It turns out that the “bronze medal” level, the jury’s award, was also a split decision. It was shared by Apichatpong Weerasethakul’s strange and visionary slow-motion cinema gem, Memoria, about an English expatriate in Bogotá (played by Tilda Swinton) who hears the strange rumbling noises (perhaps like the terribly elemental ou-boum noise in A’s cave). Passage by EM Forster). to India) and Ahed’s Knee by Nadav Lapid, about an Israeli film director affected by rage and guilt for being an accessory to the institutional cruelties of his country. For me, Ahed’s Knee was directed, illuminated, and edited with an exciting energy and hyperactivity that mimicked its hero’s confusion, but its script led to some weak evasions. Memory is a wonderful movie, but I can see how it would divide a jury.
My own (inaccurate) tip for the Palme d’Or itself was Ryu Hamaguchi’s fascinating and mysterious Drive My Car movie, elegantly inspired by Murakami’s tale; As it turned out, Hamaguchi had to settle for the best screenplay award with his co-writer Takamasa Oe, and there is justice in this: the script was extremely well crafted both in the basic components of the narrative and in line-by-line distinction. of their dialogue.
Leos Carax has found that the fact that films have been such a personal test in recent years is kind of nice to see the best director award go to him for the booming and tonally ambiguous musical Annette, composed by Ron and Sparks’ Russell Mael and starring Adam Driver and Marion Cotillard as the comedian’s bad boy and refined opera singer who have a child together – the troubled singer of the title. Again, Carax’s direction was authoritative enough, especially since he was working in English, but I would have preferred this award to go to Sean Baker for Red Rocket, his story about a failed Trump porn star, or Jacques Audiard for his Paris. , 13th. District, the love stories that are interspersed in the Les Olympiades neighborhood, movies that were sadly overlooked tonight.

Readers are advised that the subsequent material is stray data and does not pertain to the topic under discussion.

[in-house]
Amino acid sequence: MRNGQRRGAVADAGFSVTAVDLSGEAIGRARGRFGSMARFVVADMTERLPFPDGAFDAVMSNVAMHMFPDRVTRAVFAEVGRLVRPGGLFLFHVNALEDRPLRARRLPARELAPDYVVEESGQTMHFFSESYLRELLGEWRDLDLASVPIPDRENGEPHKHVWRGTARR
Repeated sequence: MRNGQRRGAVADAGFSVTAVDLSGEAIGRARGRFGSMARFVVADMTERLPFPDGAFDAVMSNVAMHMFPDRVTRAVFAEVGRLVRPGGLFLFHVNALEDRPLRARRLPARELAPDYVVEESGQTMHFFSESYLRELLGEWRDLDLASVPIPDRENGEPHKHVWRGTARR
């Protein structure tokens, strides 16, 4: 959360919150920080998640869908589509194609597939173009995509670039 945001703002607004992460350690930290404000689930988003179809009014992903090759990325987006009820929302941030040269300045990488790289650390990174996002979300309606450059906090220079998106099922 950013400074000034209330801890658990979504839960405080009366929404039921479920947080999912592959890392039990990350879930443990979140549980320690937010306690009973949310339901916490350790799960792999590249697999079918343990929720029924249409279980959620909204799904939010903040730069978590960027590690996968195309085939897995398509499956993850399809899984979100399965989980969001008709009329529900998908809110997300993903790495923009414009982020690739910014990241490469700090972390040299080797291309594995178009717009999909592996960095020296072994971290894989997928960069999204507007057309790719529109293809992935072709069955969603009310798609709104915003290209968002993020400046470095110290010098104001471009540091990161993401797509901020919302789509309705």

As for the acting awards (and it is arguably a mark of Cannes’s more intellectual image that these are less important than for the Oscars), Caleb Landry Jones, who often has challenging and haunting roles, won the award. Best Actor for Haunting Performance as Martin Bryant in Justin Kurzel’s Nitram: Australia’s Most Notorious Mass Killer. It’s a powerful performance, although there is something a bit obvious about this choice.
My favorite award of the night was the best actress award for the relatively unknown Norwegian actress Renate Reinsve, in Joachim Trier’s relationship comedy The Worst Person in the World, for her superbly judged and seductive and vulnerable performance as a woman. young man who realizes that falling in love is making an unalterable life choice. I was not the only one in Cannes who said, passed out: “A star is born”, but it is true.
But the real star that will be born tonight is Ducournau for his movie Titane; has made history with his win, and what a rock’n’roll finale to a very enjoyable festival.